It’s crucial to treat sudden cardiac arrest (SCA), which occurs when the heart suddenly stops beating, as soon as possible. It is distinct from a heart attack, which occurs when blood flow is obstructed but the heart is still beating.
An automatic external defibrillator (AED), which is available in many public places, can save lives when used immediately.
Let’s examine techniques to prevent abrupt cardiac arrest because the stakes are so high and could mean life or death. Your risk factors, including whether you’ve ever had SCA, how great your risk is, and whether you’re generally healthy, will determine how to prevent SCA.
1. Survivors of Sudden Cardiac Arrest
SCA survivors are at an increased risk of developing another one. Your doctor might suggest an implanted cardioverter defibrillator (ICD) operation, which:
- Is surgically implanted beneath the skin in your abdomen or chest.
- Observes your heart rate
- If it notices a harmful rhythm, it delivers an electric shock to bring the rhythm back to normal.
2. Categories with a High Risk of Sudden Cardiac Arrest
If you have any of the following conditions, your cardiology doctor might recommend a beta blocker, statin, or other form of medication to help lower your risk for cardiac arrest:
- A recent heart attack or ischemic heart disease
- Heart disease, diabetes, or a history of stroke
- Elevated LDL cholesterol
- Elevated blood pressure
SCA risk-lowering procedures for coronary heart disease include coronary angioplasty and arterial bypass. In all cases, a heart-healthy lifestyle is advised. Discuss with your doctor whatever preventive measures are appropriate for you.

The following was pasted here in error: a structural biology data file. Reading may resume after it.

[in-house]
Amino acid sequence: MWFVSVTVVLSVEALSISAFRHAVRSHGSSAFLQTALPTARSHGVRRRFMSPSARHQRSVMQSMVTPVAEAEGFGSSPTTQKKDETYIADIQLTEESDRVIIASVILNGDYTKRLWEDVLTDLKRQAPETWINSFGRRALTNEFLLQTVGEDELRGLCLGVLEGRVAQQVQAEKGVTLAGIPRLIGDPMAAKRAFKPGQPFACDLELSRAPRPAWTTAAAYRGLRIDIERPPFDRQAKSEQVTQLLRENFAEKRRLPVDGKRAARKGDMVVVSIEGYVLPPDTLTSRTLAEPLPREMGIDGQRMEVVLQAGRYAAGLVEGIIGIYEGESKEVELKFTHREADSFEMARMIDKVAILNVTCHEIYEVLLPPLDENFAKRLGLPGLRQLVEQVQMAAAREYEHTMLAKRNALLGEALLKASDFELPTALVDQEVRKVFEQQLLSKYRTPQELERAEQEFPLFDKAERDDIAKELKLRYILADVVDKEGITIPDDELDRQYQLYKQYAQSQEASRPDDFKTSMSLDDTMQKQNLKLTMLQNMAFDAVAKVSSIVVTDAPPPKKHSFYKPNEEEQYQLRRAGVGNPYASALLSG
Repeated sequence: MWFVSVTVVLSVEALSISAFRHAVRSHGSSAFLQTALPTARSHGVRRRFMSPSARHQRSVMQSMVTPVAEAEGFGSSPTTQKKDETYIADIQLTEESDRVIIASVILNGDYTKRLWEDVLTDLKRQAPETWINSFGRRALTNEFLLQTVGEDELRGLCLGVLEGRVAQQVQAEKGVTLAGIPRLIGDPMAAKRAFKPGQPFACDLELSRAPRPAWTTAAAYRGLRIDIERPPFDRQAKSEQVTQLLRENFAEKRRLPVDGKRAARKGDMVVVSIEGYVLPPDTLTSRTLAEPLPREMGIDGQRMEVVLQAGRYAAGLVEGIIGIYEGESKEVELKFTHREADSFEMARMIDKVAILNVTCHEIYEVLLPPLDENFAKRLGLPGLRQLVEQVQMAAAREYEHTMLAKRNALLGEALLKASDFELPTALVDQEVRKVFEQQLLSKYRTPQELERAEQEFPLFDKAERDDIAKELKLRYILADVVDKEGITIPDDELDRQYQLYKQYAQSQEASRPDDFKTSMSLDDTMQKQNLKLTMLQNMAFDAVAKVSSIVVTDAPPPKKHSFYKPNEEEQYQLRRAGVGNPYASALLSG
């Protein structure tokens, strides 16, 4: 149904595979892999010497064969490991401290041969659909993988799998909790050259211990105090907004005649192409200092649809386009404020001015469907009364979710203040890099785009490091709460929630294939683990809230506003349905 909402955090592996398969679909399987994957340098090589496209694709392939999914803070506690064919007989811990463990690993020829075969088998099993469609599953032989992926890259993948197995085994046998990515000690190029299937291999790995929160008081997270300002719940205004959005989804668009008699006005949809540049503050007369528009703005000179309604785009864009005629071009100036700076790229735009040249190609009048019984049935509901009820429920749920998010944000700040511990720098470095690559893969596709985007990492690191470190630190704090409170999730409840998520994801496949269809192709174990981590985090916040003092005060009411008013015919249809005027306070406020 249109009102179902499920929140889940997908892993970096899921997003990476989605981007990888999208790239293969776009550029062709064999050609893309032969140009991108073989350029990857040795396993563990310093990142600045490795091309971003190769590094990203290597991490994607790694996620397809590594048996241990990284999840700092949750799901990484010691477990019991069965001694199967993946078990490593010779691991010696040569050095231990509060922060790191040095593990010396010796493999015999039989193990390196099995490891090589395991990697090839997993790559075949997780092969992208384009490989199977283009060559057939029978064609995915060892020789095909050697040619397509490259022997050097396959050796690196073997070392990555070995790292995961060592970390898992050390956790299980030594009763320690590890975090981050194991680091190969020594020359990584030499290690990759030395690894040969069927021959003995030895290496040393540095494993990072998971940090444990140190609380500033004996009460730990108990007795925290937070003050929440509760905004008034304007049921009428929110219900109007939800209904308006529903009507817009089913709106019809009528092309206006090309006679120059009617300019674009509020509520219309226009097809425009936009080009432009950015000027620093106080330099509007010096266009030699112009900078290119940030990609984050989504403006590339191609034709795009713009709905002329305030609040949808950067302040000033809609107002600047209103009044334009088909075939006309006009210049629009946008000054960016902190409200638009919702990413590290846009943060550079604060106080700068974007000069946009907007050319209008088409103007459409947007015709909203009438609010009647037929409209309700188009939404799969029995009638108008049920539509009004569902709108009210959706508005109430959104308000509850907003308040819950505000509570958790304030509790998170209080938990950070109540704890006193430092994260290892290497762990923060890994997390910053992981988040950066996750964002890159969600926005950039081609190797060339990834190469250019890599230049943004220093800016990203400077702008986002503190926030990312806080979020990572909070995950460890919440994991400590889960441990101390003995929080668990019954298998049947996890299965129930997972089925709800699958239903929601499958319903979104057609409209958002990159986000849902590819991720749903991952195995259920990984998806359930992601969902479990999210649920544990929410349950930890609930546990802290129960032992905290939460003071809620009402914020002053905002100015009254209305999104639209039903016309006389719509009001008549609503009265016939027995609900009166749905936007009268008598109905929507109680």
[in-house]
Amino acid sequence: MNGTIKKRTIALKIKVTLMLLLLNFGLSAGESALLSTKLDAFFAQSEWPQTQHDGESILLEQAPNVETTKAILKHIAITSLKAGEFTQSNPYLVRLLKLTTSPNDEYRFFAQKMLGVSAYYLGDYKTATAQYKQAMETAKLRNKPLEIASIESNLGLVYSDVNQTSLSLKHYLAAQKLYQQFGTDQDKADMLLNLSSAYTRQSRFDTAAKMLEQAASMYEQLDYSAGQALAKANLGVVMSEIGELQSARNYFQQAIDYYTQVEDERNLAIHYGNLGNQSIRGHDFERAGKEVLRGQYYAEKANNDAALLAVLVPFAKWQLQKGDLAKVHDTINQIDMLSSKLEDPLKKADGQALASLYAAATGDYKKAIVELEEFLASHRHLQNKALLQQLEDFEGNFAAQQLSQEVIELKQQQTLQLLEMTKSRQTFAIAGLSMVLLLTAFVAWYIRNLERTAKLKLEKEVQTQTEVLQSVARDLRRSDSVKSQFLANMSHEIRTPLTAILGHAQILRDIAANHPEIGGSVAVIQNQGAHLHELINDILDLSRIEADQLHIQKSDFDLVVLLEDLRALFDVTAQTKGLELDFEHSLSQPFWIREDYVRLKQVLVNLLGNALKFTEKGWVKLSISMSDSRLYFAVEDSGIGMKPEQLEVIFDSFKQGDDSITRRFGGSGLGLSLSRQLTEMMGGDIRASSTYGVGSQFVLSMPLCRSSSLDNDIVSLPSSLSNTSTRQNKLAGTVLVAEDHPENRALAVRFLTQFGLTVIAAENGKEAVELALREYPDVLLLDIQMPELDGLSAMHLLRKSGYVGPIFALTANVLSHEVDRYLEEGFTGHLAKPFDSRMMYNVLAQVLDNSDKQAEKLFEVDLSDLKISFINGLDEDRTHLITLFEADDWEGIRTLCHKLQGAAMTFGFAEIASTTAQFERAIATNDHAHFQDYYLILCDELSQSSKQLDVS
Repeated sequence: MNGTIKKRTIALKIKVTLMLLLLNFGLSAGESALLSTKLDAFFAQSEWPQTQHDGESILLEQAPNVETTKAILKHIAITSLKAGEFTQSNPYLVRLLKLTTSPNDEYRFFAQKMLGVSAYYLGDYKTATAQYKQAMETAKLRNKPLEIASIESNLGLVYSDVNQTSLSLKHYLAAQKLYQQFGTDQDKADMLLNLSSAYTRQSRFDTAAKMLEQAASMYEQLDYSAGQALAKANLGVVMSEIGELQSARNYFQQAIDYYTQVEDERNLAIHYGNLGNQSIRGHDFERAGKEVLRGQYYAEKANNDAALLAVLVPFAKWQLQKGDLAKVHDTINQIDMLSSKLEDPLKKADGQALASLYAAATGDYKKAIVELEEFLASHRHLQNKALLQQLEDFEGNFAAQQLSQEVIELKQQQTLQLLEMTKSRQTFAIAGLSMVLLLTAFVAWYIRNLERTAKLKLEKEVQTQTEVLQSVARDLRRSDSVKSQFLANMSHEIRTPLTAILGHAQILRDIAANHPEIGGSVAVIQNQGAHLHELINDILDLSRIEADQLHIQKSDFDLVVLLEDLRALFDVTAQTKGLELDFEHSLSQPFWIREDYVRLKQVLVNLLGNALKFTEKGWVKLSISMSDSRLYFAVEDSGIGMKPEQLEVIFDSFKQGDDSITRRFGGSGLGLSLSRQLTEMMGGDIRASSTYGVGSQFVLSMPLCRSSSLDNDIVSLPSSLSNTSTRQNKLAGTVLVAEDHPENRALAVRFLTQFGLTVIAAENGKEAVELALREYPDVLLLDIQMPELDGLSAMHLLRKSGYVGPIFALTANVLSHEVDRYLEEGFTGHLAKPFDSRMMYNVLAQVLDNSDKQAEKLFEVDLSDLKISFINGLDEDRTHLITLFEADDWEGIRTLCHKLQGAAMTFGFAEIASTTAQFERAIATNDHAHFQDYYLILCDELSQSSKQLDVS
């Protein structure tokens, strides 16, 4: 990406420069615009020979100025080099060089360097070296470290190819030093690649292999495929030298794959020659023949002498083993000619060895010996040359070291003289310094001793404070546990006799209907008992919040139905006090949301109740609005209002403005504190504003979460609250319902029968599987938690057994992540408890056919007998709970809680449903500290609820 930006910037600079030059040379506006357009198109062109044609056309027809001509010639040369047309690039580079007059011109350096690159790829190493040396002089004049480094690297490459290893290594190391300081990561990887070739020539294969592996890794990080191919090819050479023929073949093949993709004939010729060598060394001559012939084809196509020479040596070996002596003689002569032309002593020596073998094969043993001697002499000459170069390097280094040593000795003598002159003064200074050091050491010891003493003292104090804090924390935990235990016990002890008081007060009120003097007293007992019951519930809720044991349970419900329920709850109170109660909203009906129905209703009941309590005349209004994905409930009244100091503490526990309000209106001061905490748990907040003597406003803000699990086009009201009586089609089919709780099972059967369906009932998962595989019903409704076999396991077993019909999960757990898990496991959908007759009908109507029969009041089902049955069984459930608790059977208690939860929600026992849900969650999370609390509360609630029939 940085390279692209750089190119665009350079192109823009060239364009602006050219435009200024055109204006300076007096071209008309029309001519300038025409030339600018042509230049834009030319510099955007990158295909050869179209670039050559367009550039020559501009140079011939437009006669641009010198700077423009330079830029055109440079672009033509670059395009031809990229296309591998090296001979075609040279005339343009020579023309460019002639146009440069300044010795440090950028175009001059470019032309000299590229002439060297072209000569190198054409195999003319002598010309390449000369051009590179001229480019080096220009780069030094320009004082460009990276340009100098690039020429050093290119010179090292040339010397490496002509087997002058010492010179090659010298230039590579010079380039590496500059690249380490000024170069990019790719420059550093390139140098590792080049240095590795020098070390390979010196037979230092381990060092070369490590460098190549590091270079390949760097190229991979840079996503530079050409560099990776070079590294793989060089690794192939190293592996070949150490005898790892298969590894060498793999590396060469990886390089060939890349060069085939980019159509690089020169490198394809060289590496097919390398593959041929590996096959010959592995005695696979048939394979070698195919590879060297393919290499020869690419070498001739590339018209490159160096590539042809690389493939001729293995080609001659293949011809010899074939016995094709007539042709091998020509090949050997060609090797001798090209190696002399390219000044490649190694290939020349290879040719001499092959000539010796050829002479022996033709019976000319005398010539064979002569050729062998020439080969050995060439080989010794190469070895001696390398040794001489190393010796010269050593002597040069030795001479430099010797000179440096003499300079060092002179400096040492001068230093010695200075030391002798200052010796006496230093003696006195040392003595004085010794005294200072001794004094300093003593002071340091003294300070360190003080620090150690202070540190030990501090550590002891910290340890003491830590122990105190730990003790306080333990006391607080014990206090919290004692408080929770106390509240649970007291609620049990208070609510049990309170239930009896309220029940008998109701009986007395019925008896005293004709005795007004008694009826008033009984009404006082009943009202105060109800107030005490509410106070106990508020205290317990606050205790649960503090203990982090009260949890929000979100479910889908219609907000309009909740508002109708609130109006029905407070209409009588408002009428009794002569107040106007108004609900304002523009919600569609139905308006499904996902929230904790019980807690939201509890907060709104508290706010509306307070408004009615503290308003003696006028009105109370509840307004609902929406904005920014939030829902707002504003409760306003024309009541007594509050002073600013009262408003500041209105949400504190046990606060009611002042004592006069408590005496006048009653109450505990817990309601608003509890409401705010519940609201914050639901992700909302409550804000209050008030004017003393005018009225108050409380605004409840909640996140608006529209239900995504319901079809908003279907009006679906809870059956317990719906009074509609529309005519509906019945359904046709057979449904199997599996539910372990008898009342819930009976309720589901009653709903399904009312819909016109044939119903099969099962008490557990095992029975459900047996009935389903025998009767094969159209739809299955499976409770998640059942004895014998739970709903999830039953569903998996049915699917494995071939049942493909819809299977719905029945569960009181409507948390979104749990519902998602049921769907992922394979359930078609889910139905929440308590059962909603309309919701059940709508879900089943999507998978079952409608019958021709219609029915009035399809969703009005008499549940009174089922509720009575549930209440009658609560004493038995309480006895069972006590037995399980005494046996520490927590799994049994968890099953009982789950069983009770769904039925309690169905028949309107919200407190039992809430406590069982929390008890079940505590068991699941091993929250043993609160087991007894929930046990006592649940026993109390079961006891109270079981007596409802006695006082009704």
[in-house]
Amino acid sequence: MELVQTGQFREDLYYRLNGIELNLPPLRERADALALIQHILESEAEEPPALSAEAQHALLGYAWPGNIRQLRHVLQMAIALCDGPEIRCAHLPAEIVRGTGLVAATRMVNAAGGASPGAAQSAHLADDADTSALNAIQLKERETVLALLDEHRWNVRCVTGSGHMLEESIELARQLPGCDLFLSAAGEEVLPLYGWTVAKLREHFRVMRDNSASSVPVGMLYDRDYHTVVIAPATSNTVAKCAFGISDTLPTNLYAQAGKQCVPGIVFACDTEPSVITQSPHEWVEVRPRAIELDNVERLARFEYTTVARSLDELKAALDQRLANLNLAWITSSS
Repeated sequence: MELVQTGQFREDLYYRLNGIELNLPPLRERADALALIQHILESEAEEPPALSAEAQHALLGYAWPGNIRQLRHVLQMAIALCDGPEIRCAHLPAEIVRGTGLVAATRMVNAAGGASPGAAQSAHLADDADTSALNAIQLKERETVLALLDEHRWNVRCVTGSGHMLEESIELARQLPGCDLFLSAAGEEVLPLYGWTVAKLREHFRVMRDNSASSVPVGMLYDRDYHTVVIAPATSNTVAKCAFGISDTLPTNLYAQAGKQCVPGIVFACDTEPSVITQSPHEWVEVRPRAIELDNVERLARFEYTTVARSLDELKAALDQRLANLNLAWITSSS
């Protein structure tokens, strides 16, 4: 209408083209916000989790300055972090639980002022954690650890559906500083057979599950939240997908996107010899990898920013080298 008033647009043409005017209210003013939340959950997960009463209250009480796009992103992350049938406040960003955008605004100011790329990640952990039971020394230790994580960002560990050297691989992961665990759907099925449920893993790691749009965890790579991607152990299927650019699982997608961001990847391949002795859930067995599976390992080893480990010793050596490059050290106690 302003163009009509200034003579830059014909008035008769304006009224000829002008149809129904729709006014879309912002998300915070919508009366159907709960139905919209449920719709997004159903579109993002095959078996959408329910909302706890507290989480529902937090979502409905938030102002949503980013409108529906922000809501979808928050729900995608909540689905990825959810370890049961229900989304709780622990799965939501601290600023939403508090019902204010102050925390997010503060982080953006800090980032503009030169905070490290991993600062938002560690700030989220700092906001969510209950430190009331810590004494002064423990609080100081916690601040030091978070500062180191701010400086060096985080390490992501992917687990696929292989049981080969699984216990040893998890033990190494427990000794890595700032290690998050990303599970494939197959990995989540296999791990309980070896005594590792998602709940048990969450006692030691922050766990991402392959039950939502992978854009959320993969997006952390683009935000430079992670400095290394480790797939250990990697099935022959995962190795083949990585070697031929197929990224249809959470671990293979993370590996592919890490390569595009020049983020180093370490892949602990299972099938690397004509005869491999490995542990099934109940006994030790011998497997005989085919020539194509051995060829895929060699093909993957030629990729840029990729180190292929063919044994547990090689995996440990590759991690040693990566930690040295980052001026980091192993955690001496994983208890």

3. No immediate symptoms
Living a heart-healthy lifestyle can lower your risk of developing a variety of illnesses, including sudden cardiac arrest. For best health, follow these recommendations:
- Keep a healthy weight.
- Avoid smoking
- Consume a balanced, healthful diet.
- Get moderate activity for at least 150 minutes every week.
- Reduce stress
How to perform emergency CPR
If the victim is not breathing, performing an emergency CPR can be a safe measure to save a life. CPR can be done by doing 100 to 120 quick, forceful pushes on the person’s chest per minute. Check the person’s airway if you are trained in CPR. then after every 30 compressions, give rescue breaths.
Just keep performing chest compressions if you are untrained. Permit the chest to fully rise in between compressions. Continue doing this until an AED is available or help arrives.
AEDs, or automated external defibrillators, are portable devices that can be used in a variety of public settings, including malls and airports. One can also be purchased for use at home. Voice instructions with step-by-step directions are included with AEDs. They are configured to only permit a shock when necessary.
To determine if you have a long QT condition, a usual cause of cardiac arrest, genetic tests can be performed. To find out if it is covered, check with your insurance. Your doctor could advise testing additional members of your family if you have the long QT gene.
Your doctor may suggest an implantable cardioverter-defibrillator (ICD) if you are known to be at risk for cardiac arrest. Your collarbone is where the device is positioned.
You might also think about getting a home automated external defibrillator (AED). With your healthcare practitioner, go over this. When a person has sudden cardiac arrest, AEDs assist in resetting the heart’s rhythm. However, they aren’t always covered by health insurance and can be quite pricey.